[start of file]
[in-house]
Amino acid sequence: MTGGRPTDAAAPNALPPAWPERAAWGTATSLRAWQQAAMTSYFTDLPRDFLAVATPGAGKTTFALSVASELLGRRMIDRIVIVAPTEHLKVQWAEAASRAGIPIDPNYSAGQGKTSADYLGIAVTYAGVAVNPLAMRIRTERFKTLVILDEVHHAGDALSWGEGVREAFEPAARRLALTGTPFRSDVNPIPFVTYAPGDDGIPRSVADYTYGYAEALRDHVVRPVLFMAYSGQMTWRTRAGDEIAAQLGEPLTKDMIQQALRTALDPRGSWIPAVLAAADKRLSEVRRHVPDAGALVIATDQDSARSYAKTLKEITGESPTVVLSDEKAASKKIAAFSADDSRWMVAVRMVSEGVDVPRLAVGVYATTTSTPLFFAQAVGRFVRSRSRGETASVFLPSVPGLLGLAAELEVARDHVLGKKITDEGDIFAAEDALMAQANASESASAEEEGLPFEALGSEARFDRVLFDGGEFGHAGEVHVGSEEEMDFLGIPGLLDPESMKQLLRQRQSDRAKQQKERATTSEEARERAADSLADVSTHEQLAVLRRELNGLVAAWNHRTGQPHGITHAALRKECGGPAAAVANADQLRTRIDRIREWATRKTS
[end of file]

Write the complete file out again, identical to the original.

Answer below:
[in-house]
Amino acid sequence: MTGGRPTDAAAPNALPPAWPERAAWGTATSLRAWQQAAMTSYFTDLPRDFLAVATPGAGKTTFALSVASELLGRRMIDRIVIVAPTEHLKVQWAEAASRAGIPIDPNYSAGQGKTSADYLGIAVTYAGVAVNPLAMRIRTERFKTLVILDEVHHAGDALSWGEGVREAFEPAARRLALTGTPFRSDVNPIPFVTYAPGDDGIPRSVADYTYGYAEALRDHVVRPVLFMAYSGQMTWRTRAGDEIAAQLGEPLTKDMIQQALRTALDPRGSWIPAVLAAADKRLSEVRRHVPDAGALVIATDQDSARSYAKTLKEITGESPTVVLSDEKAASKKIAAFSADDSRWMVAVRMVSEGVDVPRLAVGVYATTTSTPLFFAQAVGRFVRSRSRGETASVFLPSVPGLLGLAAELEVARDHVLGKKITDEGDIFAAEDALMAQANASESASAEEEGLPFEALGSEARFDRVLFDGGEFGHAGEVHVGSEEEMDFLGIPGLLDPESMKQLLRQRQSDRAKQQKERATTSEEARERAADSLADVSTHEQLAVLRRELNGLVAAWNHRTGQPHGITHAALRKECGGPAAAVANADQLRTRIDRIREWATRKTS